The meeting will be held from 11 a.m.at Seoul's presidential office Cheong Wa Dae, followed by lunch hosted by Moon, according to Cheong Wa Dae spokesman Kim Eui-kyeom.
The meeting comes one day after Moon and the North Korean officials attended the opening of the Winter Olympic Games in PyeongChang located some 180 kilometers east of Seoul.
Earlier, at a VIP reception before the ceremony, Pence went around a table and shook hands with all the dignitaries except Kim Yong Nam, North Korea's 90-year-old nominal head of state.
The figures from the two Koreas shared kimchi (Korean pickled cabbage) and soju rice liquor, and spoke for three hours.
U.S. President Donald Trump and the North Korean leadership traded insults as tensions rose, with Trump repeatedly dismissing the prospect or value of talks with North Korea.
"I am very confident, as President Trump is, that President Moon will continue to stand strongly with us in our extreme-pressure campaign", Pence told NBC in an interview on Friday, maintaining all options were open to deal with the crisis.
Speaking on Thursday, Pence said: "Allow me to assure you and the people of South Korea that the U.S. will continue to stand shoulder-to-shoulder in maximum pressure until North Korea finally and permanently and irreversibly abandons nuclear and ballistic ambitions".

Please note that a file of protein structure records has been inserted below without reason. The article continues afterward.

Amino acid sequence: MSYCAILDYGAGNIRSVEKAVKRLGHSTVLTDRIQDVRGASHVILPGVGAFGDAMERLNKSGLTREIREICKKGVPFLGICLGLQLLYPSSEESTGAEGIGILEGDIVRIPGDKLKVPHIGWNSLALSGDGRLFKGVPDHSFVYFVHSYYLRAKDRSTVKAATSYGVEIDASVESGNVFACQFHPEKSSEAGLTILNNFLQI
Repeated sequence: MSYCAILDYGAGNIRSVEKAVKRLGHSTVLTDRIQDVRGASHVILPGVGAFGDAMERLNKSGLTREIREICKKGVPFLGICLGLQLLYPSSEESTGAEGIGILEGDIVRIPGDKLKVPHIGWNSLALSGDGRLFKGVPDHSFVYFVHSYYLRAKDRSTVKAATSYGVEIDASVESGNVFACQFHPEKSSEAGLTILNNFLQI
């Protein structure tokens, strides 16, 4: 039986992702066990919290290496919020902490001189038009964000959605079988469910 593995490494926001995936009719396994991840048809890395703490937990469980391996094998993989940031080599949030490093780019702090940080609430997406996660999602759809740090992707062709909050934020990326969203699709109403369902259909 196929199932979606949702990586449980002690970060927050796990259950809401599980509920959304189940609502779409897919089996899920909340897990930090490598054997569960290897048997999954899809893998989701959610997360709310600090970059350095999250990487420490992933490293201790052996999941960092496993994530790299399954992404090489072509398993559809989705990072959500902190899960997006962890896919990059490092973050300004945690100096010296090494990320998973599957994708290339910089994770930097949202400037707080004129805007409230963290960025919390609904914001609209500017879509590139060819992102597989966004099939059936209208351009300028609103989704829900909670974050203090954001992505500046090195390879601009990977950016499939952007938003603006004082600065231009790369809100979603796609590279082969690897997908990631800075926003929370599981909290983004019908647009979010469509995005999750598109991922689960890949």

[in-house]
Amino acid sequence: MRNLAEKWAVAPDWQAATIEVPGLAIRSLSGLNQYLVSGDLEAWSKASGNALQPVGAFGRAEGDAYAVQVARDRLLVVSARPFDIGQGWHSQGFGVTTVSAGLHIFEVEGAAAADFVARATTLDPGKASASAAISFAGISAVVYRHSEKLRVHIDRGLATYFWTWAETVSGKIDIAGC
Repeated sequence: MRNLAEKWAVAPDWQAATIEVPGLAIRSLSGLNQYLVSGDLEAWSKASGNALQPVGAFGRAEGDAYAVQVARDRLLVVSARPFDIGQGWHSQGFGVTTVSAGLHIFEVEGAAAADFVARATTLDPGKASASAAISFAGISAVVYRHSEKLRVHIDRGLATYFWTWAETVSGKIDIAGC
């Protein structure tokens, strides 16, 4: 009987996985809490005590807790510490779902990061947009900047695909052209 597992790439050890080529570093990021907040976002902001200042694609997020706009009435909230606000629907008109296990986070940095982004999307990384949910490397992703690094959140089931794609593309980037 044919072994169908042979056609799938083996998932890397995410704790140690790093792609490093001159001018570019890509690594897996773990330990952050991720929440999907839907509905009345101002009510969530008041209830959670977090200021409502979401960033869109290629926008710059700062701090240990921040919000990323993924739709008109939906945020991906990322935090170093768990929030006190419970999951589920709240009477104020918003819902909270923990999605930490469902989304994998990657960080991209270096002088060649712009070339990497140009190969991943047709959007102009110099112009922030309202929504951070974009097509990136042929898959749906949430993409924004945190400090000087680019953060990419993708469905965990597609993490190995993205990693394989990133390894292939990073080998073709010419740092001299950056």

"Make no mistake about it, the United States of America has viable military options to deal with a nuclear threat from North Korea but, that being said, we hope for a better path", he said.
Other members of the North Korean delegation present at Saturday's meeting included Ri Son Gwon - who led the first sit-down talks at the Demilitarized Zone (DMZ) earlier this year, and Choe Hwi.
This came after he promised the USA will announce the "toughest and most aggressive round of economic sanctions on North Korea ever".
The two Koreas are still technically at war after the 1950-53 conflict on the Korean peninsula ended in a ceasefire and not a truce. North Korea has said it will never give up its nuclear deterrent and critics in the South see its participation in the Games as a reward for bad behaviour.